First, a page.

Nigel Williamson looks at an imaginative approach to A-level art
"We start off with traditional representational art and teach the basic rules," says Stephen Hoult, head of art at Latymer School in Edmonton, north London. "But, by Year 10, we've left that sort of didactic approach behind. We begin to show them how in art rules are made to be broken."
All around his art room is evidence of conventions being flouted. Pupils work with latex, rubber and wire, while in the middle of the studio sits a pile of concrete posts from one of last year's projects. It's the sort of scene that would give conservative critics a heart attack - an entire generation of young conceptualists from whose number the next Tracy Emin and the new Damien Hirst may one day emerge. The style may be radical, but the results achieved by Stephen Hoult, with Gillian Lyons and Vicky Gould, the other two staff members of Latymer's art department, are remarkable.
Last year, at AS level, 19 pupils achieved 15 A grades, three Bs and one C.
At A2 level, there were 10 As, nine Bs and two Cs. All but five of the year went on to study art and design or architecture at university. Admittedly, in a voluntary-aided grammar school, motivation is high and students receive plenty of encouragement from home. But in the five years he has been at Latymer, Stephen Hoult has transformed the art department in a school more traditionally noted for its excellence in music, with five orchestras, a concert band and several choirs.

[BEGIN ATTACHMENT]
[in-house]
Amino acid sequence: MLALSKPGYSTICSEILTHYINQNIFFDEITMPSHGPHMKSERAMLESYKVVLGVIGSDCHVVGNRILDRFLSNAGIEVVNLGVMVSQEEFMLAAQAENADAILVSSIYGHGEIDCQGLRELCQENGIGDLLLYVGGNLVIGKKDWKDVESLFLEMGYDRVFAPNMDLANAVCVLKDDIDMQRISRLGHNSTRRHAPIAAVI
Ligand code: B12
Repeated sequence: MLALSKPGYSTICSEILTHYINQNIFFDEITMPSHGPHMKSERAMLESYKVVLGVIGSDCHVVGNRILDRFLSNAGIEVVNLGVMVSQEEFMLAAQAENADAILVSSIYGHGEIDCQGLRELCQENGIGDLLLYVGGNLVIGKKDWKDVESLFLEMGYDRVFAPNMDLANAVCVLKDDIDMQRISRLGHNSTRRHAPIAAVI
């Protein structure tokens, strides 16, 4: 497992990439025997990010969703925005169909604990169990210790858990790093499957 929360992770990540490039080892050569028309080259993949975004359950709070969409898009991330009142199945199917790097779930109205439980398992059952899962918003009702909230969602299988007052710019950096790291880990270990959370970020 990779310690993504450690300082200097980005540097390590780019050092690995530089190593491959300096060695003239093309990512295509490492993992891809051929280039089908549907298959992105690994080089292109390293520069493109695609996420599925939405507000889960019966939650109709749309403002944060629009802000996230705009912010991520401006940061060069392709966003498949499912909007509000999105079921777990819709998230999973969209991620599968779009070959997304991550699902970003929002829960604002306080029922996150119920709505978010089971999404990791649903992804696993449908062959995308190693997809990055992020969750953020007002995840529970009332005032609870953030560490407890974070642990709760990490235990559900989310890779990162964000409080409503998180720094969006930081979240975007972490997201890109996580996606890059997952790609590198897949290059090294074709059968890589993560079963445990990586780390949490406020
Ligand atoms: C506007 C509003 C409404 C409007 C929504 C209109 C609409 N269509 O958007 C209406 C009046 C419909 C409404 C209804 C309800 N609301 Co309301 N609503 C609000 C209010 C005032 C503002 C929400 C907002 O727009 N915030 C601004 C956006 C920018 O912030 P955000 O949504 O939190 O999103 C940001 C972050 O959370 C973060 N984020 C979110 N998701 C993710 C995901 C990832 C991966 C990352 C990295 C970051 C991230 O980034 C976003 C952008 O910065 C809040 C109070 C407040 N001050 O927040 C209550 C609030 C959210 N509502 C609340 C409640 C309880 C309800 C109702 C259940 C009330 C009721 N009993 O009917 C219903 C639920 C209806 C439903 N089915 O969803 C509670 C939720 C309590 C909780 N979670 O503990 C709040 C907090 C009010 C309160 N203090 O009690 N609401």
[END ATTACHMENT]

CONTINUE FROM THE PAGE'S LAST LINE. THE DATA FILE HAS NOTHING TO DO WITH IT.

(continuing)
"I think we've created an ethos which says to students: 'Think about what you want to do, take it seriously and we'll support it.'
"You have to make them feel in control," he says. "There's still the belief that visual representation is the best art. We help them to challenge that perception."
On the morning of my visit, around a dozen Year 13 students were working on a project begun in September on the theme of space. By February, they were expected to have produced a conceptual work and a 3,000-word dissertation.
The imagination on display was stunning. Samat Geris (17), of Palestinian descent, was working on a series of fabric circles. "I've worked with different materials, including clay and metal. But I'm most attracted to textiles," she said. "I like the idea of space within a circle which has many different perspectives. It can look big or small, depending on where you stand."
Initially the concept was daunting, she admitted. "How do you approach something as open-ended as that? It made everyone think and there's a real challenge to it. But everyone came up with something different and we all discuss and critique each other's work. You move away from your initial idea as you go on and probably end up with something quite different. It's like a journey of discovery."
Laura Rowland admitted she was a little behind with her space project, since she had been concentrating on her dissertation on the definition of beauty. "But I want to look at space as an aesthetic," she said. A visit to the Anish Kapoor installation at the Tate Modern provided inspiration, and she eventually settled on the concept of hidden spaces.
"You know they're there but at the same time you don't really know what they look like," she explained. "So it's about imagined worlds which take you somewhere you don't quite understand. " She was making latex imprints of the space behind and between radiators, producing a series of fantastic rippling patterns. "I'm testing different textures at the moment," she said. "I think the eventual piece will be really big. I want to take a hidden space and expose it, so it could fill the whole room from floor to ceiling."